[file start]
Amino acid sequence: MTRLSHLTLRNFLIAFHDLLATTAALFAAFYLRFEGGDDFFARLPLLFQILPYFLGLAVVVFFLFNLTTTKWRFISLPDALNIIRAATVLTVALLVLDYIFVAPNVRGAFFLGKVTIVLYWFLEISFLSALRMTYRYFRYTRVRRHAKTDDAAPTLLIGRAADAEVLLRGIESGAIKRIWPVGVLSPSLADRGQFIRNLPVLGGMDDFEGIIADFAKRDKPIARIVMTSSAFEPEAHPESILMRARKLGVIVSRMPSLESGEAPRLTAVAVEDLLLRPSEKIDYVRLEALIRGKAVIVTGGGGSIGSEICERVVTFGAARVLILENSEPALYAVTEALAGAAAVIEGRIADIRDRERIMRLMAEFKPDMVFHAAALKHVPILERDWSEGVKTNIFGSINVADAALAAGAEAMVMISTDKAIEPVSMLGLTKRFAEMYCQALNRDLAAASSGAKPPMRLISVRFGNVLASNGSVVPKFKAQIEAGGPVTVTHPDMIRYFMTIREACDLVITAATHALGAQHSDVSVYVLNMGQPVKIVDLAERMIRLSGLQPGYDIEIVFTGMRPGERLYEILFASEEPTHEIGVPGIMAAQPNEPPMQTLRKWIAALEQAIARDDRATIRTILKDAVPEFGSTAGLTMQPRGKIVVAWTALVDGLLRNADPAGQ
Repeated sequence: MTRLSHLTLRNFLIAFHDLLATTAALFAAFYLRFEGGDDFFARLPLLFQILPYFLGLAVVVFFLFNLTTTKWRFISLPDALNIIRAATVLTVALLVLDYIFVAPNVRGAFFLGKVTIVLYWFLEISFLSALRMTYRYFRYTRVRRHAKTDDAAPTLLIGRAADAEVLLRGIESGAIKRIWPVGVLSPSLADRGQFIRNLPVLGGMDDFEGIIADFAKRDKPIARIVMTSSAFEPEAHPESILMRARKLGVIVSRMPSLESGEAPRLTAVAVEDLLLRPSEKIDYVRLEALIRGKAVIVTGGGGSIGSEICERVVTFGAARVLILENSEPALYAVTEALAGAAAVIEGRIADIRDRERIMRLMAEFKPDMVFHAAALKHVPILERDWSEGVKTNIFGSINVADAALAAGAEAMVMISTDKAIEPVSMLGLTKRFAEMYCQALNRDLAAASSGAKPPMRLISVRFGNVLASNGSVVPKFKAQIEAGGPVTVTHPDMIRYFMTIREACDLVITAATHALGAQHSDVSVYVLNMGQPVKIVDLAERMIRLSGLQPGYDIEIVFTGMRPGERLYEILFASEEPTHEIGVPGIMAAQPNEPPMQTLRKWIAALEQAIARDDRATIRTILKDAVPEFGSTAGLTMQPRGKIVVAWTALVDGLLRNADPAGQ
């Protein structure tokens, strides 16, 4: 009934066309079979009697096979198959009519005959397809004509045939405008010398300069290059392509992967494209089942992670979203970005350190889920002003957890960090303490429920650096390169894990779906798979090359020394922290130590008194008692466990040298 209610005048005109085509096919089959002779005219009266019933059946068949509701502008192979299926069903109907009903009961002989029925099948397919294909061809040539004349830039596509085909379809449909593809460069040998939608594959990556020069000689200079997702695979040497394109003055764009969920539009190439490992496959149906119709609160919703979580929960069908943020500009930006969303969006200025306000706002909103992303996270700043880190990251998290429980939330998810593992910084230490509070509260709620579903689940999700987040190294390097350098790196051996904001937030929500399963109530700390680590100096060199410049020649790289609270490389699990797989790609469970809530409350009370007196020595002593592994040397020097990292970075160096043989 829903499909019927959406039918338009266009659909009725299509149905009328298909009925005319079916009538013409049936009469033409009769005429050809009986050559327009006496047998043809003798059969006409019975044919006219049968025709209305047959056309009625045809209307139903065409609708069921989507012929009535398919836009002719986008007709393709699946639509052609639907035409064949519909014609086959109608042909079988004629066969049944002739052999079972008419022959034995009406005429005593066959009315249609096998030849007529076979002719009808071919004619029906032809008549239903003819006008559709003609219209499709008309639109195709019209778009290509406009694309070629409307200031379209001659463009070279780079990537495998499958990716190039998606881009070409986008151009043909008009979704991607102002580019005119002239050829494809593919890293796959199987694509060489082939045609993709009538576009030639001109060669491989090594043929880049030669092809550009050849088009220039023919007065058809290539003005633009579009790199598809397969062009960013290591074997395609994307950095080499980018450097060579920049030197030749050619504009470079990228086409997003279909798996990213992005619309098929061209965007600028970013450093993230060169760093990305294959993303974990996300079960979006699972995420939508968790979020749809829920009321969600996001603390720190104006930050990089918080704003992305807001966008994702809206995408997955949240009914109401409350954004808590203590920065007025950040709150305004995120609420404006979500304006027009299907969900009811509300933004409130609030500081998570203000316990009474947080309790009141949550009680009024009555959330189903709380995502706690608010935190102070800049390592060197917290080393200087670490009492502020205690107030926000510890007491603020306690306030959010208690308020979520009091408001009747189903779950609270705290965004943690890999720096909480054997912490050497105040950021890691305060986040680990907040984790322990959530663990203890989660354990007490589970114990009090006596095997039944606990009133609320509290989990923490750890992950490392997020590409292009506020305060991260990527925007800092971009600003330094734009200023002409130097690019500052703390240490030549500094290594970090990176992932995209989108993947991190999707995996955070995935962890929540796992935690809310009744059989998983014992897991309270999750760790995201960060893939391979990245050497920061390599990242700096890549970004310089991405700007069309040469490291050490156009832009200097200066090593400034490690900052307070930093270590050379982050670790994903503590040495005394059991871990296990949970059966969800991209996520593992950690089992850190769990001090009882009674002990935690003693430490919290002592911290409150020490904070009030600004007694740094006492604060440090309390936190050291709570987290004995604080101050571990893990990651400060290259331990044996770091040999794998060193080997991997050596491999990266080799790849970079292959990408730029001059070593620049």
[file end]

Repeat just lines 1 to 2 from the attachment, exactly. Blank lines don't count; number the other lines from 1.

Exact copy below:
Amino acid sequence: MTRLSHLTLRNFLIAFHDLLATTAALFAAFYLRFEGGDDFFARLPLLFQILPYFLGLAVVVFFLFNLTTTKWRFISLPDALNIIRAATVLTVALLVLDYIFVAPNVRGAFFLGKVTIVLYWFLEISFLSALRMTYRYFRYTRVRRHAKTDDAAPTLLIGRAADAEVLLRGIESGAIKRIWPVGVLSPSLADRGQFIRNLPVLGGMDDFEGIIADFAKRDKPIARIVMTSSAFEPEAHPESILMRARKLGVIVSRMPSLESGEAPRLTAVAVEDLLLRPSEKIDYVRLEALIRGKAVIVTGGGGSIGSEICERVVTFGAARVLILENSEPALYAVTEALAGAAAVIEGRIADIRDRERIMRLMAEFKPDMVFHAAALKHVPILERDWSEGVKTNIFGSINVADAALAAGAEAMVMISTDKAIEPVSMLGLTKRFAEMYCQALNRDLAAASSGAKPPMRLISVRFGNVLASNGSVVPKFKAQIEAGGPVTVTHPDMIRYFMTIREACDLVITAATHALGAQHSDVSVYVLNMGQPVKIVDLAERMIRLSGLQPGYDIEIVFTGMRPGERLYEILFASEEPTHEIGVPGIMAAQPNEPPMQTLRKWIAALEQAIARDDRATIRTILKDAVPEFGSTAGLTMQPRGKIVVAWTALVDGLLRNADPAGQ
Repeated sequence: MTRLSHLTLRNFLIAFHDLLATTAALFAAFYLRFEGGDDFFARLPLLFQILPYFLGLAVVVFFLFNLTTTKWRFISLPDALNIIRAATVLTVALLVLDYIFVAPNVRGAFFLGKVTIVLYWFLEISFLSALRMTYRYFRYTRVRRHAKTDDAAPTLLIGRAADAEVLLRGIESGAIKRIWPVGVLSPSLADRGQFIRNLPVLGGMDDFEGIIADFAKRDKPIARIVMTSSAFEPEAHPESILMRARKLGVIVSRMPSLESGEAPRLTAVAVEDLLLRPSEKIDYVRLEALIRGKAVIVTGGGGSIGSEICERVVTFGAARVLILENSEPALYAVTEALAGAAAVIEGRIADIRDRERIMRLMAEFKPDMVFHAAALKHVPILERDWSEGVKTNIFGSINVADAALAAGAEAMVMISTDKAIEPVSMLGLTKRFAEMYCQALNRDLAAASSGAKPPMRLISVRFGNVLASNGSVVPKFKAQIEAGGPVTVTHPDMIRYFMTIREACDLVITAATHALGAQHSDVSVYVLNMGQPVKIVDLAERMIRLSGLQPGYDIEIVFTGMRPGERLYEILFASEEPTHEIGVPGIMAAQPNEPPMQTLRKWIAALEQAIARDDRATIRTILKDAVPEFGSTAGLTMQPRGKIVVAWTALVDGLLRNADPAGQ